Solar energy.The power used to light all the cities around the world is only one-millionth of the total power of sunlight pouring down on earth’s daytime side. And the amount of hydropump storage required to store the world’s daily electrical surge is equal to only eight times the volume of Lake Mead.
I'm currently eating the Songbirds from the trees.
StarvingLion
Light Sweet Crude
Light Sweet Crude
 
Posts: 1029
Joined: Sat 03 Aug 2013, 17:59:17

Re: Is fast crash likely? Pt. 6

Unread postby StarvingLion » Tue 21 Nov 2017, 14:13:35

This dude has come to the correct conclusion: The Prices are fake, The Market is a Fake, The Money is Fake

Soon, it won't be fake because the lights will go off somewhere (australia).

The Mental Hospitals are now being built for the Non-Believers of PV and Hydro Storage.

I'll probably end up in the same room with BW Hill.

http://euanmearns.com/implementing-the- ... /#comments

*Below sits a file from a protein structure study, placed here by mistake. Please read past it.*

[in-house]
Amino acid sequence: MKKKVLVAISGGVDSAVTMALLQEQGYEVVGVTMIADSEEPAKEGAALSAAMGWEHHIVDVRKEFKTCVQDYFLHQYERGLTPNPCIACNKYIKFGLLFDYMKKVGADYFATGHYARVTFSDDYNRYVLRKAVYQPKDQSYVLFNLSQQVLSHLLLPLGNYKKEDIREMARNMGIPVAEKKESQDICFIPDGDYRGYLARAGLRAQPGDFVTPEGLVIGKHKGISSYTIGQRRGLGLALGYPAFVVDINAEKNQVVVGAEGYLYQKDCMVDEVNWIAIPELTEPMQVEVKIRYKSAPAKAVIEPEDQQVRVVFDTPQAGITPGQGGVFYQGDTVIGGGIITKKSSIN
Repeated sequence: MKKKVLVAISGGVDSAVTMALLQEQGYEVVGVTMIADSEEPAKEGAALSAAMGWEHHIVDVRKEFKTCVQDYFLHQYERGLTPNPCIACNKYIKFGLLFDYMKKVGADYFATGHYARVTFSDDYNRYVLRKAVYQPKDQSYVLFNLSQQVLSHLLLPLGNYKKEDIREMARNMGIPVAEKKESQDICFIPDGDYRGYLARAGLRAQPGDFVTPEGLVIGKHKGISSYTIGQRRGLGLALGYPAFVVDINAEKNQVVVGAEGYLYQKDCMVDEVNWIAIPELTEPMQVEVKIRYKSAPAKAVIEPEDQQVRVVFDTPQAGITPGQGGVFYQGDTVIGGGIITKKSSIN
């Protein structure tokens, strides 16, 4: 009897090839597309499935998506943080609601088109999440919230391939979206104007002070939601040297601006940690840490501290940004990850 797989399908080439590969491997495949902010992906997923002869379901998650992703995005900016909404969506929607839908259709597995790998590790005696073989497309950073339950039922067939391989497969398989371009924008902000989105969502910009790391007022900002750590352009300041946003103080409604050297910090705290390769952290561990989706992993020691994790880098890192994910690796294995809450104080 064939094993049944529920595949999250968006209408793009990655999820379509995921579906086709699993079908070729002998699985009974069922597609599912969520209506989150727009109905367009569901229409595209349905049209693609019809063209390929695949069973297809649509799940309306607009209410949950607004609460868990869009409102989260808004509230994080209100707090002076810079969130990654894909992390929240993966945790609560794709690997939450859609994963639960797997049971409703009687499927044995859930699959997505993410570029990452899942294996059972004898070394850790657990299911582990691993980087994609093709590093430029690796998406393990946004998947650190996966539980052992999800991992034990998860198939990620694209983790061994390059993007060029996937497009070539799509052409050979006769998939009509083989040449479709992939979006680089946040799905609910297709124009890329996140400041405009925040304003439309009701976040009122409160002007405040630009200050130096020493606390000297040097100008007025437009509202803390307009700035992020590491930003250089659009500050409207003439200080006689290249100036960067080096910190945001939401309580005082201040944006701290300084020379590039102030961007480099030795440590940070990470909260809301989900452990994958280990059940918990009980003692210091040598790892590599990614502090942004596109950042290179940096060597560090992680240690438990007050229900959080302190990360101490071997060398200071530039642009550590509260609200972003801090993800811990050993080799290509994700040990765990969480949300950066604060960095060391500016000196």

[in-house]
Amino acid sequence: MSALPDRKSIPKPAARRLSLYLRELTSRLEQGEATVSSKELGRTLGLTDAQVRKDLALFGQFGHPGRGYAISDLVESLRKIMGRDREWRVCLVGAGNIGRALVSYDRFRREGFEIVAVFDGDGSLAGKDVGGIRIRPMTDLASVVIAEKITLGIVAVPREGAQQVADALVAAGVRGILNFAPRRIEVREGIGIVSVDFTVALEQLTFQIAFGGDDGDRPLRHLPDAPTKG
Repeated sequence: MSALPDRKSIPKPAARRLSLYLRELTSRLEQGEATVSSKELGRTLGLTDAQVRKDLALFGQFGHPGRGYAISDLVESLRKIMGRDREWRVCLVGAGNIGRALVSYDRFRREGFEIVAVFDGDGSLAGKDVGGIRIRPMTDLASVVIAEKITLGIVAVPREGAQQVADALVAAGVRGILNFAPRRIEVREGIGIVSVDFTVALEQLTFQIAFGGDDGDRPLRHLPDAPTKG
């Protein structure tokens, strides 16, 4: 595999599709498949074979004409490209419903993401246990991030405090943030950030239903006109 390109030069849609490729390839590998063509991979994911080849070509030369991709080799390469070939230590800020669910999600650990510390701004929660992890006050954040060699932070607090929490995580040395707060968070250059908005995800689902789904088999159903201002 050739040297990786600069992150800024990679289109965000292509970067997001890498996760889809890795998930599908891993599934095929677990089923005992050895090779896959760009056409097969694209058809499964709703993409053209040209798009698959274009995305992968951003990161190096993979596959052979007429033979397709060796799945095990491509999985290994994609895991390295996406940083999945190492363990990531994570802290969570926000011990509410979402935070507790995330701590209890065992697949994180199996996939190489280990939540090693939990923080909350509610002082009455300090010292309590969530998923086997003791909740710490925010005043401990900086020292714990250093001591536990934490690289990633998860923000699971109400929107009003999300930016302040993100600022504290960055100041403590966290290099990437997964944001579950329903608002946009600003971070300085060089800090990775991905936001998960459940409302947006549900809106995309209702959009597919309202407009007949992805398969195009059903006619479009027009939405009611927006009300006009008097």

Rov says:
November 19, 2017 at 4:12 pm

I think, as an average citizen reading this you are all absolutely crazy in thinking that the average Taxpayer and citizen will put up with all this garbage. You are asking the average person who is paying his/her taxes putting up with all the rules and regulations to accept a massive decrease in their standard of living. While looking at the people who oh so concerned living the high life. Does the results that occurred in the recent US election mean anything in England. Brexit would be a small thing compared to what will happen. People will not accept it period and all the reports and wishful thinking will not change that. Good luck
Last edited by StarvingLion on Tue 21 Nov 2017, 14:16:18, edited 1 time in total.
I'm currently eating the Songbirds from the trees.
StarvingLion
Light Sweet Crude
Light Sweet Crude
 
Posts: 1029
Joined: Sat 03 Aug 2013, 17:59:17

Re: Is fast crash likely? Pt. 6

Unread postby Outcast_Searcher » Tue 21 Nov 2017, 14:15:18

StarvingLion wrote:Why does Robert B. Laughlin transport us two centuries into the Future?

Answer: Because he knows there will be 200 years of fighting over the last remaining dregs of fossil fuels.

https://sts.stanford.edu/publications/p ... vilization

from the article in the link above wrote: